Ruling finds that unless parents can prove that their disabled child isn't getting an adequate education, the law assumes their public school is doing a good job.
by ADDitude Editors
A ruling by the U.S. Supreme Court may make it harder for children with AD/HD and learning disabilities to get special services from their local school districts. On November 14, the Court ruled in Schaffer vs. Weast that, unless parents can prove that their disabled child isn't getting an adequate education, the law assumes their public school is doing a good job.
The ruling settled a question that Congress did not answer in 1975, when it enacted the Individuals with Disabilities Education Act, or IDEA: When parents take legal action to force a school district to do more for their child, who has the burden of proof that the child needs more help - the school district or the parents?
"This is going to make it harder for parents with limited funds to prove that the school district's plan is inappropriate," said George Zelma, senior attorney at The Children's Advisory Group in New York City and an expert in special education law. "This ruling is a real setback for the country, because it means that fewer kids will have their needs met."
The case on which the Court ruled involved Brian Schaffer, a learning-disabled student living in Columbia County, Maryland. When officials at the private school Brian attended suggested that he be placed in a school that could better accommodate his needs, the local school district offered him a place in either of two middle schools. Brian's parents were dissatisfied with the arrangement. They enrolled him in another private school, and then failed in their effort to be reimbursed for the cost of tuition.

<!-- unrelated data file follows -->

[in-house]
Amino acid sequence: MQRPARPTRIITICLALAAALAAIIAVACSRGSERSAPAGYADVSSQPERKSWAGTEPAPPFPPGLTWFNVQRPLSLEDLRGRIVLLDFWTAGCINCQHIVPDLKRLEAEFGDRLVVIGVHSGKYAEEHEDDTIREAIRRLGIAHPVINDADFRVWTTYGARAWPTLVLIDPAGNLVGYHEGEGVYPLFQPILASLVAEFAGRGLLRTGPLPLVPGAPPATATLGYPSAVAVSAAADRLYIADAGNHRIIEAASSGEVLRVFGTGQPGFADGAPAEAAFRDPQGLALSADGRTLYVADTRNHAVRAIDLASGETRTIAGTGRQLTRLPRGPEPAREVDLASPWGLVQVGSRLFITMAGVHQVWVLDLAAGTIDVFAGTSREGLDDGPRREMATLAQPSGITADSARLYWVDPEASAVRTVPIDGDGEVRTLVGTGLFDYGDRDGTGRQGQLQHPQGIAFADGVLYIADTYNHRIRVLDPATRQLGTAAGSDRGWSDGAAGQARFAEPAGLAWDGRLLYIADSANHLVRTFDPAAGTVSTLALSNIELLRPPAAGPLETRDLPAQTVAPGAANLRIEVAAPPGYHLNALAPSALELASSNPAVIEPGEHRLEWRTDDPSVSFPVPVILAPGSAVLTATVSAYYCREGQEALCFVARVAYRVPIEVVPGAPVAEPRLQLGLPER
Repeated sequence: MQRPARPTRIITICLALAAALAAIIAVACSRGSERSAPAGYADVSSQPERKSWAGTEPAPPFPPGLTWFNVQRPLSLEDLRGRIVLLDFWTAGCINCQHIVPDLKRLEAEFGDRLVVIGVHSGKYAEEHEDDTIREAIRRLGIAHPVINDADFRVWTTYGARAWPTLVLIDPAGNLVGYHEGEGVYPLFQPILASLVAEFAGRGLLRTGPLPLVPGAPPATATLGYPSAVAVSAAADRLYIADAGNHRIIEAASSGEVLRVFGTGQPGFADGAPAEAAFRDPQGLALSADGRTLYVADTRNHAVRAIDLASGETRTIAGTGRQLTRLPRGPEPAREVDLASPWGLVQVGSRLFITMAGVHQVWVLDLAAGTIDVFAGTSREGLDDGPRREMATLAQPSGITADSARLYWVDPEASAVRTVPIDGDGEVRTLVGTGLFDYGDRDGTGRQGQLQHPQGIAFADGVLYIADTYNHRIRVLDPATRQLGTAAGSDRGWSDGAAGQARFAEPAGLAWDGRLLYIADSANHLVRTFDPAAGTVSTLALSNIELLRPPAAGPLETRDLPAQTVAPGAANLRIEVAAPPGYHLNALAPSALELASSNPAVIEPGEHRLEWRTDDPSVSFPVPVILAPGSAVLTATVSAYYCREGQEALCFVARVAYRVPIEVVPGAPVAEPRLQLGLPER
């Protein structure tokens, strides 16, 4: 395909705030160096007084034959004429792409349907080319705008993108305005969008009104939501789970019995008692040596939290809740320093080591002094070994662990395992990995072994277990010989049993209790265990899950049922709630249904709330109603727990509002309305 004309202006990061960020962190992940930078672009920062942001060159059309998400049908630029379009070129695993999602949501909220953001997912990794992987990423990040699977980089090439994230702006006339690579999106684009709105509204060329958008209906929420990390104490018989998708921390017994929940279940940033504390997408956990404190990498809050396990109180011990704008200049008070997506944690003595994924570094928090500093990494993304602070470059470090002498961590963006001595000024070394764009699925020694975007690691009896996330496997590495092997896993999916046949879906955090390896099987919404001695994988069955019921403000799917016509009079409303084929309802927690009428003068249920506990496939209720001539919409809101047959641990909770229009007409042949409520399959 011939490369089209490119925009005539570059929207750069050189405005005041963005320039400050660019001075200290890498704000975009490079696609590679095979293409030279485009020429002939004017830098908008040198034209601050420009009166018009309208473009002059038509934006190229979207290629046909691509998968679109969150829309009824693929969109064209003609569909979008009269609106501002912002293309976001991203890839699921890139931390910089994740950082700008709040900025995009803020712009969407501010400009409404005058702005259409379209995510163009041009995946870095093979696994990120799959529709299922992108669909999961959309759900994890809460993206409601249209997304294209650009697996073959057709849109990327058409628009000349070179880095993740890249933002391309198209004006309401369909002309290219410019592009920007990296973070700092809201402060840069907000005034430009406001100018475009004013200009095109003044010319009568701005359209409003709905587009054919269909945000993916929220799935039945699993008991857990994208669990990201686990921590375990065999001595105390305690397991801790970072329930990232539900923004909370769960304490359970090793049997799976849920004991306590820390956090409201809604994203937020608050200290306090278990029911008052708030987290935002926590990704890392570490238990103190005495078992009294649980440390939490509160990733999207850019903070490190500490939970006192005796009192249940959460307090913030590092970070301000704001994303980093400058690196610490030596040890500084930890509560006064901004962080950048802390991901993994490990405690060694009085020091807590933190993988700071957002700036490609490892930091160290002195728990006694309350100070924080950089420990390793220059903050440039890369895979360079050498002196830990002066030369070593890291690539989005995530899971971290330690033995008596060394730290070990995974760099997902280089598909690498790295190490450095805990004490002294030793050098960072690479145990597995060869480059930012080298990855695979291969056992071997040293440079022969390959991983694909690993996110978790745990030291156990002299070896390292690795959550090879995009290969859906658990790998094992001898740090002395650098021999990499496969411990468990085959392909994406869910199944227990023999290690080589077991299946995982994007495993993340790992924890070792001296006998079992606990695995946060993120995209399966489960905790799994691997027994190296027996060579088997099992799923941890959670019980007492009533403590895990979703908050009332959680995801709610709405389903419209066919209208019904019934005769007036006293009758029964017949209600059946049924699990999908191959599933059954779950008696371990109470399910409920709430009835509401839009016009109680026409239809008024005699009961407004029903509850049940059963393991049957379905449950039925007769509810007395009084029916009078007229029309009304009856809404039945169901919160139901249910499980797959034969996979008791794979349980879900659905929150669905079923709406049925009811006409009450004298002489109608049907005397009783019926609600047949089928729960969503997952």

The problem with putting the burden of proof on parents is that school systems hold all the cards, said Ruth Hughes, Ph.D., deputy CEO for public policy and community services for Children and Adults with ADD (CHADD). "Any family is at a disadvantage when disagreeing with a school system about a student's special education plan," Hughes said. "Add other burdens, such as limited financial resources or lack of knowledge, and children with disabilities will receive less appropriate services."
Some states have laws that clearly put the burden of proof on their school systems. The Court did not rule on those laws, although Hughes said that she expected the ruling to encourage states to change their laws. She said families of children with disabilities should oppose changes to state and local policies based on the Court's decision.
Zelma said the ruling makes it more important than ever for parents to get private evaluations of their child instead of counting on the school district's evaluations. A private evaluation typically costs $2,000 to $3,000, he said.
The ruling also suggests that good record-keeping by parents is more important than ever, according to Clare B. Jones, Ph.D., an educational consultant who specializes in AD/HD. "It requires a parent to be more diligent, to keep better notes, to ask for documentation, and to stay on top of the school's documentation."
Parents who want to learn more about the ruling and its implications can contact the Council of Parent Attorneys and Advocates, and the special education advocacy Web sites wrightslaw.com and reedmartin.com.